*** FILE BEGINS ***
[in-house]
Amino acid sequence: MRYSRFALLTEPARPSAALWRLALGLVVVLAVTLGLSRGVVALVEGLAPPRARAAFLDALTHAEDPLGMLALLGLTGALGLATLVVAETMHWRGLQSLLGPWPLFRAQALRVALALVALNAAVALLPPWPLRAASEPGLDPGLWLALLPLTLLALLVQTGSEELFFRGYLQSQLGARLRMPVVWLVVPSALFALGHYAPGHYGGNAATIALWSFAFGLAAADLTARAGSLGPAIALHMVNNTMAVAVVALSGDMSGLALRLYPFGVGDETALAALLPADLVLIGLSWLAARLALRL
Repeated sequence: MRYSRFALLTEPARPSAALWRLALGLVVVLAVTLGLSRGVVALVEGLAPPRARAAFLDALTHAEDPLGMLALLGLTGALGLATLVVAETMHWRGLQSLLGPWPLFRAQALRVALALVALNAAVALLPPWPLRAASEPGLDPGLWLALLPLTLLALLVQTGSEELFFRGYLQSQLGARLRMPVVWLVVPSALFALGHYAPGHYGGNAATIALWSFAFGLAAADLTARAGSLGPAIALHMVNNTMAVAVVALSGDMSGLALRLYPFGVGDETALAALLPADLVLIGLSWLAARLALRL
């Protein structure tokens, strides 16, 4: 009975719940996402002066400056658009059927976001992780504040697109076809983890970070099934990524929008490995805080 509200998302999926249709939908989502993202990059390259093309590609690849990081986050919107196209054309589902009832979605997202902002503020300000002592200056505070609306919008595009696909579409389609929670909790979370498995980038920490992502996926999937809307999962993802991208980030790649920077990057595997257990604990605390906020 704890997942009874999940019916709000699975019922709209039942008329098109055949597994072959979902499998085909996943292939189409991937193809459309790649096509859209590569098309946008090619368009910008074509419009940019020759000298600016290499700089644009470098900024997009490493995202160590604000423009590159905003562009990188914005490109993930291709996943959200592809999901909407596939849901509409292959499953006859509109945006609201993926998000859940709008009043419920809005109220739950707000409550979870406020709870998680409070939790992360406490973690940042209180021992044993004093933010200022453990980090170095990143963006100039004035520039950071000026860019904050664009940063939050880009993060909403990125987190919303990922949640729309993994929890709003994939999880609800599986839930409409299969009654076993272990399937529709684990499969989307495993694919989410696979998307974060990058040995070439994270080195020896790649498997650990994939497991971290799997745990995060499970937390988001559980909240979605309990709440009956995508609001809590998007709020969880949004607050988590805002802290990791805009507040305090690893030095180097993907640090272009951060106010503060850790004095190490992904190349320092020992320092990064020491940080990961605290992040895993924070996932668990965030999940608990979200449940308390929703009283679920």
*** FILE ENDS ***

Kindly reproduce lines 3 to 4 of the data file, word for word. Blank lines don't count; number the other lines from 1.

Repeated sequence: MRYSRFALLTEPARPSAALWRLALGLVVVLAVTLGLSRGVVALVEGLAPPRARAAFLDALTHAEDPLGMLALLGLTGALGLATLVVAETMHWRGLQSLLGPWPLFRAQALRVALALVALNAAVALLPPWPLRAASEPGLDPGLWLALLPLTLLALLVQTGSEELFFRGYLQSQLGARLRMPVVWLVVPSALFALGHYAPGHYGGNAATIALWSFAFGLAAADLTARAGSLGPAIALHMVNNTMAVAVVALSGDMSGLALRLYPFGVGDETALAALLPADLVLIGLSWLAARLALRL
């Protein structure tokens, strides 16, 4: 009975719940996402002066400056658009059927976001992780504040697109076809983890970070099934990524929008490995805080 509200998302999926249709939908989502993202990059390259093309590609690849990081986050919107196209054309589902009832979605997202902002503020300000002592200056505070609306919008595009696909579409389609929670909790979370498995980038920490992502996926999937809307999962993802991208980030790649920077990057595997257990604990605390906020 704890997942009874999940019916709000699975019922709209039942008329098109055949597994072959979902499998085909996943292939189409991937193809459309790649096509859209590569098309946008090619368009910008074509419009940019020759000298600016290499700089644009470098900024997009490493995202160590604000423009590159905003562009990188914005490109993930291709996943959200592809999901909407596939849901509409292959499953006859509109945006609201993926998000859940709008009043419920809005109220739950707000409550979870406020709870998680409070939790992360406490973690940042209180021992044993004093933010200022453990980090170095990143963006100039004035520039950071000026860019904050664009940063939050880009993060909403990125987190919303990922949640729309993994929890709003994939999880609800599986839930409409299969009654076993272990399937529709684990499969989307495993694919989410696979998307974060990058040995070439994270080195020896790649498997650990994939497991971290799997745990995060499970937390988001559980909240979605309990709440009956995508609001809590998007709020969880949004607050988590805002802290990791805009507040305090690893030095180097993907640090272009951060106010503060850790004095190490992904190349320092020992320092990064020491940080990961605290992040895993924070996932668990965030999940608990979200449940308390929703009283679920």